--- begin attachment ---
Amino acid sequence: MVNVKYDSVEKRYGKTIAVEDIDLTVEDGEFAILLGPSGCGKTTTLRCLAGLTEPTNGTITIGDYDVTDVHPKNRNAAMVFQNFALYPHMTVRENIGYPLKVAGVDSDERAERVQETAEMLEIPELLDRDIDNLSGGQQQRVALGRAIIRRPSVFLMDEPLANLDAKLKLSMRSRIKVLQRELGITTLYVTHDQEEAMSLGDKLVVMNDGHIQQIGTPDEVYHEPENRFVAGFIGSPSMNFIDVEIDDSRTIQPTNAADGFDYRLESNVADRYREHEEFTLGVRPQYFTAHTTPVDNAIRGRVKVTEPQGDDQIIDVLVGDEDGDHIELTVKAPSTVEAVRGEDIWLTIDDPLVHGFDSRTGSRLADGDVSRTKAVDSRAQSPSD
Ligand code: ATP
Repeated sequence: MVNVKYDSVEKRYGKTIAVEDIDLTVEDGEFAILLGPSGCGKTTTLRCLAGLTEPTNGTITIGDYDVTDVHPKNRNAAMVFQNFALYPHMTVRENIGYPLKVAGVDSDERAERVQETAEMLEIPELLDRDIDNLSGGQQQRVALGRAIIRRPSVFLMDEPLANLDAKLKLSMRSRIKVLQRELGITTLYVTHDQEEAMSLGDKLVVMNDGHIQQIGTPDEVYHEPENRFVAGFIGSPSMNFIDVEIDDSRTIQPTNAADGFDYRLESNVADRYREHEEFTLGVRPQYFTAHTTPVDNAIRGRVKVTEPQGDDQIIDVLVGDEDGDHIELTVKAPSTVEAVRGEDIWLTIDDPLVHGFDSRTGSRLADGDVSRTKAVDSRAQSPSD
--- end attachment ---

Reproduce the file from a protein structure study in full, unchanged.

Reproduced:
Amino acid sequence: MVNVKYDSVEKRYGKTIAVEDIDLTVEDGEFAILLGPSGCGKTTTLRCLAGLTEPTNGTITIGDYDVTDVHPKNRNAAMVFQNFALYPHMTVRENIGYPLKVAGVDSDERAERVQETAEMLEIPELLDRDIDNLSGGQQQRVALGRAIIRRPSVFLMDEPLANLDAKLKLSMRSRIKVLQRELGITTLYVTHDQEEAMSLGDKLVVMNDGHIQQIGTPDEVYHEPENRFVAGFIGSPSMNFIDVEIDDSRTIQPTNAADGFDYRLESNVADRYREHEEFTLGVRPQYFTAHTTPVDNAIRGRVKVTEPQGDDQIIDVLVGDEDGDHIELTVKAPSTVEAVRGEDIWLTIDDPLVHGFDSRTGSRLADGDVSRTKAVDSRAQSPSD
Ligand code: ATP
Repeated sequence: MVNVKYDSVEKRYGKTIAVEDIDLTVEDGEFAILLGPSGCGKTTTLRCLAGLTEPTNGTITIGDYDVTDVHPKNRNAAMVFQNFALYPHMTVRENIGYPLKVAGVDSDERAERVQETAEMLEIPELLDRDIDNLSGGQQQRVALGRAIIRRPSVFLMDEPLANLDAKLKLSMRSRIKVLQRELGITTLYVTHDQEEAMSLGDKLVVMNDGHIQQIGTPDEVYHEPENRFVAGFIGSPSMNFIDVEIDDSRTIQPTNAADGFDYRLESNVADRYREHEEFTLGVRPQYFTAHTTPVDNAIRGRVKVTEPQGDDQIIDVLVGDEDGDHIELTVKAPSTVEAVRGEDIWLTIDDPLVHGFDSRTGSRLADGDVSRTKAVDSRAQSPSD